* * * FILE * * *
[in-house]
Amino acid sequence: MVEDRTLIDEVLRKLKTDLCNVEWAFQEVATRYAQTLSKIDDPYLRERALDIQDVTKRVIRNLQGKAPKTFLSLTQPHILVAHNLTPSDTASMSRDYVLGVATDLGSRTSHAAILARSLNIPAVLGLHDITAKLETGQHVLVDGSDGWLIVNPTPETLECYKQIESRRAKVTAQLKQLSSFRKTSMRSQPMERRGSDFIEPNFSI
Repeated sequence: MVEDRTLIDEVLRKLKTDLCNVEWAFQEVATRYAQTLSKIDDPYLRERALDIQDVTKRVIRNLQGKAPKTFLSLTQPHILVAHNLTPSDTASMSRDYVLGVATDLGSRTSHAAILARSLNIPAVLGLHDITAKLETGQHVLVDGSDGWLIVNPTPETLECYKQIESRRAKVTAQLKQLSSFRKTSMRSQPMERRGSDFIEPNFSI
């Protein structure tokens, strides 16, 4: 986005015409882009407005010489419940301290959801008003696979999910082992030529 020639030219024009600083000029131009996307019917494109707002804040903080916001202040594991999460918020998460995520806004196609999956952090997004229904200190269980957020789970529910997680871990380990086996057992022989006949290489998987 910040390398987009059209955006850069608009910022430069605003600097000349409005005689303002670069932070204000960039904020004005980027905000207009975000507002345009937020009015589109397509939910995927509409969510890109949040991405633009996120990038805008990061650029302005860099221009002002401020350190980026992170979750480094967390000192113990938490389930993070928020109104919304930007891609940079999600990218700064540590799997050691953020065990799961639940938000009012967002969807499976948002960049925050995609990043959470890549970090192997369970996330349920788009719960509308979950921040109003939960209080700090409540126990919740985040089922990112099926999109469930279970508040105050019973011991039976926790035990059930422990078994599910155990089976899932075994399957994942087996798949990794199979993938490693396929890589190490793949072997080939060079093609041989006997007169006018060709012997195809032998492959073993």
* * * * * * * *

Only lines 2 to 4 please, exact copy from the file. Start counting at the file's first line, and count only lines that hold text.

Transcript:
Amino acid sequence: MVEDRTLIDEVLRKLKTDLCNVEWAFQEVATRYAQTLSKIDDPYLRERALDIQDVTKRVIRNLQGKAPKTFLSLTQPHILVAHNLTPSDTASMSRDYVLGVATDLGSRTSHAAILARSLNIPAVLGLHDITAKLETGQHVLVDGSDGWLIVNPTPETLECYKQIESRRAKVTAQLKQLSSFRKTSMRSQPMERRGSDFIEPNFSI
Repeated sequence: MVEDRTLIDEVLRKLKTDLCNVEWAFQEVATRYAQTLSKIDDPYLRERALDIQDVTKRVIRNLQGKAPKTFLSLTQPHILVAHNLTPSDTASMSRDYVLGVATDLGSRTSHAAILARSLNIPAVLGLHDITAKLETGQHVLVDGSDGWLIVNPTPETLECYKQIESRRAKVTAQLKQLSSFRKTSMRSQPMERRGSDFIEPNFSI
């Protein structure tokens, strides 16, 4: 986005015409882009407005010489419940301290959801008003696979999910082992030529 020639030219024009600083000029131009996307019917494109707002804040903080916001202040594991999460918020998460995520806004196609999956952090997004229904200190269980957020789970529910997680871990380990086996057992022989006949290489998987 910040390398987009059209955006850069608009910022430069605003600097000349409005005689303002670069932070204000960039904020004005980027905000207009975000507002345009937020009015589109397509939910995927509409969510890109949040991405633009996120990038805008990061650029302005860099221009002002401020350190980026992170979750480094967390000192113990938490389930993070928020109104919304930007891609940079999600990218700064540590799997050691953020065990799961639940938000009012967002969807499976948002960049925050995609990043959470890549970090192997369970996330349920788009719960509308979950921040109003939960209080700090409540126990919740985040089922990112099926999109469930279970508040105050019973011991039976926790035990059930422990078994599910155990089976899932075994399957994942087996798949990794199979993938490693396929890589190490793949072997080939060079093609041989006997007169006018060709012997195809032998492959073993």